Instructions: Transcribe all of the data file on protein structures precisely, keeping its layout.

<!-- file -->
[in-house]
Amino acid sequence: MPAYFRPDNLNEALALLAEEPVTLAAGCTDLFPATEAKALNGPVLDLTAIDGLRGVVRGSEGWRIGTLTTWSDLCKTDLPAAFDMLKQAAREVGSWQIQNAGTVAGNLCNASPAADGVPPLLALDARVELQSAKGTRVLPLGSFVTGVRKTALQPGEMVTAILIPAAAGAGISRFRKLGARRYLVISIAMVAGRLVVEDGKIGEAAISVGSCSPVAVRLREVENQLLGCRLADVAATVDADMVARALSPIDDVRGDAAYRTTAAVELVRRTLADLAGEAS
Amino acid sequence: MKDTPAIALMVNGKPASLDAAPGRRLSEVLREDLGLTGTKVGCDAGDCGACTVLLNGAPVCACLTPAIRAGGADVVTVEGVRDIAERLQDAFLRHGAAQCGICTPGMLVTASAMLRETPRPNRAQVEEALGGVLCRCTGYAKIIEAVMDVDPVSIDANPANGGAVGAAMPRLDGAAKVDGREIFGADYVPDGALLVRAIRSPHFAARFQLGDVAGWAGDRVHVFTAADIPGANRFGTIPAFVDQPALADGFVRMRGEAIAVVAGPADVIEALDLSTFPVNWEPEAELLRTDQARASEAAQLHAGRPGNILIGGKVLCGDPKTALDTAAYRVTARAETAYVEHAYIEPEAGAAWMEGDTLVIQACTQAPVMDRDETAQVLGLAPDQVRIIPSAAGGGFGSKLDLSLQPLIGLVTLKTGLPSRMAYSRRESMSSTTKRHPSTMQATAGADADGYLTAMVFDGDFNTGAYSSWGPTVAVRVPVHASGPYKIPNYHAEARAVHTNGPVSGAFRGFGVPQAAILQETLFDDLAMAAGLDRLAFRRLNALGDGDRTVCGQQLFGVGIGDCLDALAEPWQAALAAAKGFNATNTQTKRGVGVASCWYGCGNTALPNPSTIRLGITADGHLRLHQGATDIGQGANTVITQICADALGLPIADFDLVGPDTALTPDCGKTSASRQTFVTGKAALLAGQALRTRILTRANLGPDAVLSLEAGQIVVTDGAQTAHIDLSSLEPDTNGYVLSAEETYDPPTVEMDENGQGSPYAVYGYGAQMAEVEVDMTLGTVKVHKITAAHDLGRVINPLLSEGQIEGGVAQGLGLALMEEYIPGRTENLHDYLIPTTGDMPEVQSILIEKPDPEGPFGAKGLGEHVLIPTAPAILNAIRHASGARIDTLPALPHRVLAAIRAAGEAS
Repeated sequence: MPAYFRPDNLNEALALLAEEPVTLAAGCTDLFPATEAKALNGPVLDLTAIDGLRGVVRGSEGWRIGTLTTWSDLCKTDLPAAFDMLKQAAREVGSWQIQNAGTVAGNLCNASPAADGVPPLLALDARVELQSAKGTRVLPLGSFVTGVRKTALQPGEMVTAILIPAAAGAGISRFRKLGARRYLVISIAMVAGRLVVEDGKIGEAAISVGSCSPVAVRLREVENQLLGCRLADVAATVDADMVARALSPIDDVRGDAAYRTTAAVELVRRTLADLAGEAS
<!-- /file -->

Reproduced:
[in-house]
Amino acid sequence: MPAYFRPDNLNEALALLAEEPVTLAAGCTDLFPATEAKALNGPVLDLTAIDGLRGVVRGSEGWRIGTLTTWSDLCKTDLPAAFDMLKQAAREVGSWQIQNAGTVAGNLCNASPAADGVPPLLALDARVELQSAKGTRVLPLGSFVTGVRKTALQPGEMVTAILIPAAAGAGISRFRKLGARRYLVISIAMVAGRLVVEDGKIGEAAISVGSCSPVAVRLREVENQLLGCRLADVAATVDADMVARALSPIDDVRGDAAYRTTAAVELVRRTLADLAGEAS
Amino acid sequence: MKDTPAIALMVNGKPASLDAAPGRRLSEVLREDLGLTGTKVGCDAGDCGACTVLLNGAPVCACLTPAIRAGGADVVTVEGVRDIAERLQDAFLRHGAAQCGICTPGMLVTASAMLRETPRPNRAQVEEALGGVLCRCTGYAKIIEAVMDVDPVSIDANPANGGAVGAAMPRLDGAAKVDGREIFGADYVPDGALLVRAIRSPHFAARFQLGDVAGWAGDRVHVFTAADIPGANRFGTIPAFVDQPALADGFVRMRGEAIAVVAGPADVIEALDLSTFPVNWEPEAELLRTDQARASEAAQLHAGRPGNILIGGKVLCGDPKTALDTAAYRVTARAETAYVEHAYIEPEAGAAWMEGDTLVIQACTQAPVMDRDETAQVLGLAPDQVRIIPSAAGGGFGSKLDLSLQPLIGLVTLKTGLPSRMAYSRRESMSSTTKRHPSTMQATAGADADGYLTAMVFDGDFNTGAYSSWGPTVAVRVPVHASGPYKIPNYHAEARAVHTNGPVSGAFRGFGVPQAAILQETLFDDLAMAAGLDRLAFRRLNALGDGDRTVCGQQLFGVGIGDCLDALAEPWQAALAAAKGFNATNTQTKRGVGVASCWYGCGNTALPNPSTIRLGITADGHLRLHQGATDIGQGANTVITQICADALGLPIADFDLVGPDTALTPDCGKTSASRQTFVTGKAALLAGQALRTRILTRANLGPDAVLSLEAGQIVVTDGAQTAHIDLSSLEPDTNGYVLSAEETYDPPTVEMDENGQGSPYAVYGYGAQMAEVEVDMTLGTVKVHKITAAHDLGRVINPLLSEGQIEGGVAQGLGLALMEEYIPGRTENLHDYLIPTTGDMPEVQSILIEKPDPEGPFGAKGLGEHVLIPTAPAILNAIRHASGARIDTLPALPHRVLAAIRAAGEAS
Repeated sequence: MPAYFRPDNLNEALALLAEEPVTLAAGCTDLFPATEAKALNGPVLDLTAIDGLRGVVRGSEGWRIGTLTTWSDLCKTDLPAAFDMLKQAAREVGSWQIQNAGTVAGNLCNASPAADGVPPLLALDARVELQSAKGTRVLPLGSFVTGVRKTALQPGEMVTAILIPAAAGAGISRFRKLGARRYLVISIAMVAGRLVVEDGKIGEAAISVGSCSPVAVRLREVENQLLGCRLADVAATVDADMVARALSPIDDVRGDAAYRTTAAVELVRRTLADLAGEAS